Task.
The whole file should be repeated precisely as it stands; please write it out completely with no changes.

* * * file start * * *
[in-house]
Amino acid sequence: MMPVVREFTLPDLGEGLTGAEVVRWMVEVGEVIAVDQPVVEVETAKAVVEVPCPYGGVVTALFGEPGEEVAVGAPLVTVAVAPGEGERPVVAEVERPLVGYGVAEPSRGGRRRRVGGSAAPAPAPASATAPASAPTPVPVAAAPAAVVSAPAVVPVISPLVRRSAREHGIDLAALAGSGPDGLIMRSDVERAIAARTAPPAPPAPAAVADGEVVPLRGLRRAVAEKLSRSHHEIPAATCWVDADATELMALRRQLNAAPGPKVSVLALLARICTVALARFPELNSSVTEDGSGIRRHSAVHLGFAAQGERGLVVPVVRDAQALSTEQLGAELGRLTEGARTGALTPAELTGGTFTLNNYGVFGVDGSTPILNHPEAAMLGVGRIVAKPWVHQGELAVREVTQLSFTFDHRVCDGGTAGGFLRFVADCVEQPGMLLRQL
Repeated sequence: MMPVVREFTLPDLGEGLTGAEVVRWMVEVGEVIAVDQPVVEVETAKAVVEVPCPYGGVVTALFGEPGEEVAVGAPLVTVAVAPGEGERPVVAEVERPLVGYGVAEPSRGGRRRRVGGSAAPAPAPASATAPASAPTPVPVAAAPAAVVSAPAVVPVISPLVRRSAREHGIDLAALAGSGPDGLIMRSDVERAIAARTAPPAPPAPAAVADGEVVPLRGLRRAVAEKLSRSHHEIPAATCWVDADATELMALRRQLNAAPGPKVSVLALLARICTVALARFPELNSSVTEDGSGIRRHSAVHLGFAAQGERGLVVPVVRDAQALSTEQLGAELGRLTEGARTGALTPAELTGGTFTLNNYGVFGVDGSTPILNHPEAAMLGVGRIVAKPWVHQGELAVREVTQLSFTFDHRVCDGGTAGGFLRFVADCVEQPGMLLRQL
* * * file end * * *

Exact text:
[in-house]
Amino acid sequence: MMPVVREFTLPDLGEGLTGAEVVRWMVEVGEVIAVDQPVVEVETAKAVVEVPCPYGGVVTALFGEPGEEVAVGAPLVTVAVAPGEGERPVVAEVERPLVGYGVAEPSRGGRRRRVGGSAAPAPAPASATAPASAPTPVPVAAAPAAVVSAPAVVPVISPLVRRSAREHGIDLAALAGSGPDGLIMRSDVERAIAARTAPPAPPAPAAVADGEVVPLRGLRRAVAEKLSRSHHEIPAATCWVDADATELMALRRQLNAAPGPKVSVLALLARICTVALARFPELNSSVTEDGSGIRRHSAVHLGFAAQGERGLVVPVVRDAQALSTEQLGAELGRLTEGARTGALTPAELTGGTFTLNNYGVFGVDGSTPILNHPEAAMLGVGRIVAKPWVHQGELAVREVTQLSFTFDHRVCDGGTAGGFLRFVADCVEQPGMLLRQL
Repeated sequence: MMPVVREFTLPDLGEGLTGAEVVRWMVEVGEVIAVDQPVVEVETAKAVVEVPCPYGGVVTALFGEPGEEVAVGAPLVTVAVAPGEGERPVVAEVERPLVGYGVAEPSRGGRRRRVGGSAAPAPAPASATAPASAPTPVPVAAAPAAVVSAPAVVPVISPLVRRSAREHGIDLAALAGSGPDGLIMRSDVERAIAARTAPPAPPAPAAVADGEVVPLRGLRRAVAEKLSRSHHEIPAATCWVDADATELMALRRQLNAAPGPKVSVLALLARICTVALARFPELNSSVTEDGSGIRRHSAVHLGFAAQGERGLVVPVVRDAQALSTEQLGAELGRLTEGARTGALTPAELTGGTFTLNNYGVFGVDGSTPILNHPEAAMLGVGRIVAKPWVHQGELAVREVTQLSFTFDHRVCDGGTAGGFLRFVADCVEQPGMLLRQL